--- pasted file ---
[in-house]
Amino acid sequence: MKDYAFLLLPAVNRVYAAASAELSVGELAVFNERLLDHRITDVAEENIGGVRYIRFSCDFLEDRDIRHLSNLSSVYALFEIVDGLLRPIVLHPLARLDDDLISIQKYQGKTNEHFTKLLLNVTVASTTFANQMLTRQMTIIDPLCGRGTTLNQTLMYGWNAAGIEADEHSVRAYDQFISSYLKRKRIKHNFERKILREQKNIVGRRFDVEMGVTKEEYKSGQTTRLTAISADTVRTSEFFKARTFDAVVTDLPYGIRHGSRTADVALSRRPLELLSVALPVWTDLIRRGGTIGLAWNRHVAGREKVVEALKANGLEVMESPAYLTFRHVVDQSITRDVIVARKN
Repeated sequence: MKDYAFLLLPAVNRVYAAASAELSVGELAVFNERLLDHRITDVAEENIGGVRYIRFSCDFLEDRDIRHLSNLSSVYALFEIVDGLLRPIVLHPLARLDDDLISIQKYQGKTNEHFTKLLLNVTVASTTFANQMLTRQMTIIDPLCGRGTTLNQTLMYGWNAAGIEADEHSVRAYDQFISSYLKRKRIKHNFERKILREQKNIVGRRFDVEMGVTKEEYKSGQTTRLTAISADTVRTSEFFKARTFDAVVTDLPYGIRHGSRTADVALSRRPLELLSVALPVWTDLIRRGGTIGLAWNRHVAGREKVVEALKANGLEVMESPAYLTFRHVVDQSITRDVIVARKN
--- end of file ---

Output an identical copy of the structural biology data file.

[in-house]
Amino acid sequence: MKDYAFLLLPAVNRVYAAASAELSVGELAVFNERLLDHRITDVAEENIGGVRYIRFSCDFLEDRDIRHLSNLSSVYALFEIVDGLLRPIVLHPLARLDDDLISIQKYQGKTNEHFTKLLLNVTVASTTFANQMLTRQMTIIDPLCGRGTTLNQTLMYGWNAAGIEADEHSVRAYDQFISSYLKRKRIKHNFERKILREQKNIVGRRFDVEMGVTKEEYKSGQTTRLTAISADTVRTSEFFKARTFDAVVTDLPYGIRHGSRTADVALSRRPLELLSVALPVWTDLIRRGGTIGLAWNRHVAGREKVVEALKANGLEVMESPAYLTFRHVVDQSITRDVIVARKN
Repeated sequence: MKDYAFLLLPAVNRVYAAASAELSVGELAVFNERLLDHRITDVAEENIGGVRYIRFSCDFLEDRDIRHLSNLSSVYALFEIVDGLLRPIVLHPLARLDDDLISIQKYQGKTNEHFTKLLLNVTVASTTFANQMLTRQMTIIDPLCGRGTTLNQTLMYGWNAAGIEADEHSVRAYDQFISSYLKRKRIKHNFERKILREQKNIVGRRFDVEMGVTKEEYKSGQTTRLTAISADTVRTSEFFKARTFDAVVTDLPYGIRHGSRTADVALSRRPLELLSVALPVWTDLIRRGGTIGLAWNRHVAGREKVVEALKANGLEVMESPAYLTFRHVVDQSITRDVIVARKN